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Getting Started With Permissions

The Authorization Tab

Where Are Permissions Set?

Who are Permissions Assigned To?

What Do the Colors Indicate?

What Is the Effect of a Permission Setting?

Where Are Permissions Set?

You can set permissions on a folder, a report, an information map, a server definition, a cube definition, a stored process definition, or almost any other metadata item. Each item's permission settings are displayed on that item's Authorization tab. To view or set permissions for any item, right-click the item, select Properties, and select the item's Authorization tab.

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On an item's Authorization tab, you can set permissions individually by selecting check boxes in the Effective Permissions list. These are called explicit settings. You can also set permissions in patterns by clicking the Access Control Templates button. These are called ACT settings.

Note:   For specialized tasks such as setting repository-level permissions and defining access to subsets of data, see Granularity and Mechanics.  [cautionend]

Who are Permissions Assigned To?

You can assign permissions to individual users or to user groups. Each SAS user has an identity hierarchy that starts with the user's individual SAS identity, can include multiple levels of nested group memberships, and ends with automatic membership in SASUSERS and then PUBLIC. For a depiction, see Identity Precedence.

On an item's Authorization tab, the Users and Groups list usually includes at least the following groups:


automatically includes everyone who can access the metadata server. This is the broadest group.


automatically includes those members of PUBLIC who have a well-formed user definition. This is a broad group that represents all registered users.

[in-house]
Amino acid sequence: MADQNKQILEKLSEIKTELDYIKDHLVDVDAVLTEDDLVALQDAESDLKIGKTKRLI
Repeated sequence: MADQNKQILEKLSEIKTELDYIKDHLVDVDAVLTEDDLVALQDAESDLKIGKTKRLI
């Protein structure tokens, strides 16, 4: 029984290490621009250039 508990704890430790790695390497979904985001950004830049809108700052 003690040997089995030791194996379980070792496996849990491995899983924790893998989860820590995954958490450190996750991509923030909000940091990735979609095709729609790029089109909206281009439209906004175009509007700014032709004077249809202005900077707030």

SAS Administrators

includes metadata administrators. This is a small, highly privileged group.

SAS System Services

includes one or more service identities. This group shouldn't have regular users as members. Usually, the SAS Trusted User is the only member.

Someone who isn't listed on an item's Authorization tab has the access of their closest listed group. Each user's closest listed group is determined by that user's group memberships and identity hierarchy. Here are some examples:

To create specialized settings, click Add and add users or groups to the list. Or, click Access Control Templates and apply a predefined pattern of settings.

The Advanced button is available only if you are unrestricted. Use this button to trace an item's inheritance parents or to look up settings for any user.

What Do the Colors Indicate?

The following table explains the significance of the check box colors:

Significance of Color in the Effective Permissions List
Color Term Significance

[white check box]

Explicit The permission is set on the current item and individually assigned to the selected identity.

[green check box]

ACT The permission comes from an applied ACT whose pattern explicitly assigns the grant or denial to the selected identity.

[gray check box]

Indirect The permission comes from someone else (a group that has an explicit or ACT setting) or somewhere else (a parent item or the repository ACT).2
1 Explicit settings are usually white because the background color for the permissions list is usually white.

2 For the WriteMemberMetadata permission, gray can indicate that the setting mirrors the WriteMetadata setting. For an unrestricted user, gray indicates a grant that can't be removed.

The color changes that occur when you select a check box are explained in Mechanics of the Effective Permissions List.

What Is the Effect of a Permission Setting?

On each item's Authorization tab, the permissions list always includes at least the following basic permissions:

Other permissions are specialized and affect only certain types of items. For example, the ability to delete most items is controlled by the WriteMetadata permission, not by the Delete permission. For details, see Use and Enforcement of Each Permission.

The effect of a particular permission setting is influenced by any related settings that have higher precedence. For example, if a report inherits a grant from its parent folder but also has an explicit denial, the inherited grant has lower precedence. The explicit setting determines the outcome, so the result is a denial.

On each item's Authorization tab, the check marks that are displayed in the Effective Permissions list incorporate all precedence considerations. The displayed effective permissions are a calculation of the net impact of all applicable permission settings in the metadata layer. However, the Authorization tab doesn't reflect access in other layers such as the operating system.

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